Want to Work Online? 3 Reasons to Watch Your Cyber Reputation
Whether you are a freelance writer, a blogger, a cyber-assistant, or a web developer, if you are working primarily online, you may need to watch your online reputation more than the rest of the working world. From questionable Facebook pictures to heated Twitter feuds, nothing can ruin your employment chances like coming across as an undesirable employee online, and employers who are based online will look to online clues about the people they hire more than the traditional employer. Here are some good reasons to do as much damage control as possible before applying for an online position.
1. Online Records are Easy to Find
Any employer can do a simple Google search on any candidate he or she is considering to hire. The same goes for telecommuting and freelance jobs. Because it’s so easy to get information about people at lightning speed, you have to be aware of all the ways potential employers may view the information they will find about you online when it comes to getting a job. Try Googling yourself with an added fact, like your school name or hometown, and see what comes up. Then do a quick search by name on Twitter and Facebook. If unwanted information pops up automatically, try to have it taken down.
2. If You Say it Online, It’s Public Property
So, maybe you do a Google search and find some things that you don’t want a potential employer to see. And maybe you can, in fact, head to your Facebook page and change settings or politely ask a friend to take down the dated college party pictures. But, always keep in mind that, if something about you has been published online, it no longer belongs to you. You may be able to take down incriminating photos, but that hasn’t prevented people from saving them to personal computers, or from posting nasty comments with your name attached. Basically, online content belongs to anyone who chooses to hold onto it before it’s taken down. And, even then, your activity will stay logged by companies like Google or Twitter, even after you delete it.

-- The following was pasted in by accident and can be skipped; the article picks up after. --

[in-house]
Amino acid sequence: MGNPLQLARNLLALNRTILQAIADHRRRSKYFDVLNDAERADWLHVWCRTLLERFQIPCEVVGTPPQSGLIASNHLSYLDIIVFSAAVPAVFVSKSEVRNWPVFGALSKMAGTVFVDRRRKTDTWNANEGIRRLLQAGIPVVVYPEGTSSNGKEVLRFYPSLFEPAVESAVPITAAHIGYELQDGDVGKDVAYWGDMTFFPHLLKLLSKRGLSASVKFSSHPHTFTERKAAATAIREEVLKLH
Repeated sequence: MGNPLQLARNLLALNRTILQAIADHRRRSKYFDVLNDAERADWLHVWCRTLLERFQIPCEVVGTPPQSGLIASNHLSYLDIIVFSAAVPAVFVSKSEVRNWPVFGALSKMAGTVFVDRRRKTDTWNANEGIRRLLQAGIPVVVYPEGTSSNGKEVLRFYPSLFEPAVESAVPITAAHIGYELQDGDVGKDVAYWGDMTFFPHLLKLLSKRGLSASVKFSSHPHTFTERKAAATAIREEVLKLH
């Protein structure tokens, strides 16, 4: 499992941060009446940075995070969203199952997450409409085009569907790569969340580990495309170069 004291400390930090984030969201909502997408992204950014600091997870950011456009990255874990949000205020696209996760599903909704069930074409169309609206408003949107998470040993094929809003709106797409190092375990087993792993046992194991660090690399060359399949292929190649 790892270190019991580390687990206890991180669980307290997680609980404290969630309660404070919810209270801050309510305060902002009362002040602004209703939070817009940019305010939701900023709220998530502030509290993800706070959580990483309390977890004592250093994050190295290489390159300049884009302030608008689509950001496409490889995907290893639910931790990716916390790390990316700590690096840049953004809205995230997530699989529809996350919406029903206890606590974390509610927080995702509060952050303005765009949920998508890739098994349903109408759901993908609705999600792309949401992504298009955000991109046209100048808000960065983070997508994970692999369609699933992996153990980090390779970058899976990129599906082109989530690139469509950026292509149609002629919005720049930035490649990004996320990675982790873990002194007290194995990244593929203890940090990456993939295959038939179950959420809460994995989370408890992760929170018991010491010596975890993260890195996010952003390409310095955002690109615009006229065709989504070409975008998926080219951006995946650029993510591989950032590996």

3. Your Online Interactions Define Your Professional Image
If you want to present a professional image online, then you need to do more than create a personal a website or an account on LinkedIn. That is only one part of the content that will make up your professional online image. Any other information published about you online, like Facebook posts or tweets, will contribute just as much, if not more. To successfully craft your image, it needs to be consistent. This means that people may not want to hire an investment blogger who is also wildly tweeting about flash sales or gambling. Consider whether all available content about you online is projecting a consistently professional image that is relevant to your industry.
Author Bio: This is a guest post by Nadia Jones who blogs at accredited online colleges about education, college, student, teacher, money saving, movie related topics. You can reach her at nadia.jones5 @ gmail.com.